An Introduction To The Apostolic Fathers:  Part Two (Writings)

What writings are part of the Apostolic Fathers and how should we organize them.  There are several ways that we can approach this question, and I would like to begin by introducing the works of the Apostolic Fathers we will be discussing and then discussing various ways that these writings can be organized or understood.  Not all of the writings of the Apostolic Fathers are equally easy to find–some of them are very easy to find and some of them are very difficult to find.  Some of them have been translated multiple times and some of them appear not to have been translated for decades, and in one case almost a century.  This means that the Apostolic Fathers collection is a far more heterogeneous collection of writings than one is used to if one is familiar with reading the Bible or with more organized sets of ancient writings like the Ante-Nicene or Post-Nicene writers or the Philokalia [1].  Once we understand this, we can accept this and deal with it in the course of our study of these texts.

The following writings are what this investigation of early Christian writings will cover in order:

The Epistle of 1 Clement
The Epistle of 2 Clement
The Didache
The Epistle Of Barnabas
The Epistle To Diognetus
The Fragment Of Quadratus
The Letters Of Ignatius of Antioch (7 in number)
The Epistle Of Polycarp To The Philippians and the Martyrdom Of Polycarp
The Fragments Of Papias
The Shepherd of Hermas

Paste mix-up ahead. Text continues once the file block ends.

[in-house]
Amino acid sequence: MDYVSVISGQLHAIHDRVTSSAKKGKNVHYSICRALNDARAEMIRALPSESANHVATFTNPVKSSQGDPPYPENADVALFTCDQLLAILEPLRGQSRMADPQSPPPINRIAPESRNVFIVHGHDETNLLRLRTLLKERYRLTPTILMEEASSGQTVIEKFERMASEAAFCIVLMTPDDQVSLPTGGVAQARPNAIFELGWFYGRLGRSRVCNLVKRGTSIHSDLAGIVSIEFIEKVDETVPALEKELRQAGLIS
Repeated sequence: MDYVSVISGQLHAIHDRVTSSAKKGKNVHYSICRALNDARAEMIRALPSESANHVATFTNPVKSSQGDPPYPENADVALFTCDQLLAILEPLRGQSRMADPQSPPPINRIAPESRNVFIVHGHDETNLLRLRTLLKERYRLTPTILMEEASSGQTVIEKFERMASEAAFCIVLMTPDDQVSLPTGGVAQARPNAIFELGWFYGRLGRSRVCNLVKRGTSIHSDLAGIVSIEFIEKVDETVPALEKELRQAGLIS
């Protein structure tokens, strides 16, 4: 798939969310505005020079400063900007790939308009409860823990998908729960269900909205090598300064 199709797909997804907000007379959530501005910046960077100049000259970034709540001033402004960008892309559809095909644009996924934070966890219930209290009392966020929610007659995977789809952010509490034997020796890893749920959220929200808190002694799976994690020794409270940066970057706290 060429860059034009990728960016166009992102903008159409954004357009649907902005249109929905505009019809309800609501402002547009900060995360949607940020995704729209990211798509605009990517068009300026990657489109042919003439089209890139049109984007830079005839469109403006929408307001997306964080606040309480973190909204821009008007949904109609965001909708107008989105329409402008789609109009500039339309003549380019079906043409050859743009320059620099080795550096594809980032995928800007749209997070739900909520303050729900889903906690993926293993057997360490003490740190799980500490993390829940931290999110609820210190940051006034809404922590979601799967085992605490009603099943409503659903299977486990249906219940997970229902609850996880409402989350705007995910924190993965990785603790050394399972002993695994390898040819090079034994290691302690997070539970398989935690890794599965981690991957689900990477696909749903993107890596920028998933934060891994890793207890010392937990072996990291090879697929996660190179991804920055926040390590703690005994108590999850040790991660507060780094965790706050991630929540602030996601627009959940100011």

Together these works, which range from a single sentence that has survived of a much larger apologetic work (The Fragment of Quadratus) to the lengthy writings of Hermas and 1 Clement, make a large and striking collection of writings.  Let us briefly summarize the writings as we have it and their context.  1 Clement was written, so far as we know, by the leader of the Roman church to the brethren of Corinth regarding questions of congregational authority.  2 Clement is an anonymous work that appears to have been the text of a sermon preserved by the congregation of Corinth and later attached to 1 Clement by a later scribe, and one of if not the first known homiletic texts.  The Didache is an early work on congregational discipline, the first of its kind to have survived.  The Epistle of Barnabas is a highly allegorical treatment of the biblical law by a late first or second century Hellenistic Christian.  The Epistle to Digonetus and the Fragment of Quadratus are two examples of early apologetics texts from the early to mid second century AD.  The letters of Ignatius of Antioch are seven letters written to six congregations and one person (Polycarp of Smyrna) while he was en route to martyrdom in Rome, mostly dealing with the encouragement of local church authorities in various congregations along the way.  The Epistle of Polycarp is a letter that contains a great deal of scriptural citations and references and also references the letters of Ignatius, while the Martyrdom of Polycarp is the first known martyrology outside of the Bible.  The Fragments of Papias are those parts of Papias’ writings which were preserved in quotations by Irenaeus and Eusibius out of a five volume collection of writings about the Gospels.  Finally, the Shepherd of Hermas was a lengthy allegory comparing the church of God to a tower being built of stones that symbolize individual members.